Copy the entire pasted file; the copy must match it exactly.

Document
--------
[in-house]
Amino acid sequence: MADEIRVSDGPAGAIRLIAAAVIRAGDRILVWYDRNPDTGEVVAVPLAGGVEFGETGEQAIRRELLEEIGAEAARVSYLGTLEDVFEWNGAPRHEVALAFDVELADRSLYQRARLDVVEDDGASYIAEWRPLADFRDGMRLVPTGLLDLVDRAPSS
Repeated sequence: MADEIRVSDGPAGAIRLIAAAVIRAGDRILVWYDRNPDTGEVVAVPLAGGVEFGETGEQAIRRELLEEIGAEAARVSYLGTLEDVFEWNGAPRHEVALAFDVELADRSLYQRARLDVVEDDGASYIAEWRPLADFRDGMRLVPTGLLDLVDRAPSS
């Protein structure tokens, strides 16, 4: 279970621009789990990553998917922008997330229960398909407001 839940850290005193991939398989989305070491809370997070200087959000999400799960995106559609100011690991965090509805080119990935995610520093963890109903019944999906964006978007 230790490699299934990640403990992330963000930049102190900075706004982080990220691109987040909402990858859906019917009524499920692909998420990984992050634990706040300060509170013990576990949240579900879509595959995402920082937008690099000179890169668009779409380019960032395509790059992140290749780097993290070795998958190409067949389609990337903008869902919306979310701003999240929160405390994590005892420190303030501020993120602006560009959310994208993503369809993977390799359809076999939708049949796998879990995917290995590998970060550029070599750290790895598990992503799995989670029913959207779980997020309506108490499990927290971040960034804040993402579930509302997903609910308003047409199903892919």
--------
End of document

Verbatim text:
[in-house]
Amino acid sequence: MADEIRVSDGPAGAIRLIAAAVIRAGDRILVWYDRNPDTGEVVAVPLAGGVEFGETGEQAIRRELLEEIGAEAARVSYLGTLEDVFEWNGAPRHEVALAFDVELADRSLYQRARLDVVEDDGASYIAEWRPLADFRDGMRLVPTGLLDLVDRAPSS
Repeated sequence: MADEIRVSDGPAGAIRLIAAAVIRAGDRILVWYDRNPDTGEVVAVPLAGGVEFGETGEQAIRRELLEEIGAEAARVSYLGTLEDVFEWNGAPRHEVALAFDVELADRSLYQRARLDVVEDDGASYIAEWRPLADFRDGMRLVPTGLLDLVDRAPSS
């Protein structure tokens, strides 16, 4: 279970621009789990990553998917922008997330229960398909407001 839940850290005193991939398989989305070491809370997070200087959000999400799960995106559609100011690991965090509805080119990935995610520093963890109903019944999906964006978007 230790490699299934990640403990992330963000930049102190900075706004982080990220691109987040909402990858859906019917009524499920692909998420990984992050634990706040300060509170013990576990949240579900879509595959995402920082937008690099000179890169668009779409380019960032395509790059992140290749780097993290070795998958190409067949389609990337903008869902919306979310701003999240929160405390994590005892420190303030501020993120602006560009959310994208993503369809993977390799359809076999939708049949796998879990995917290995590998970060550029070599750290790895598990992503799995989670029913959207779980997020309506108490499990927290971040960034804040993402579930509302997903609910308003047409199903892919």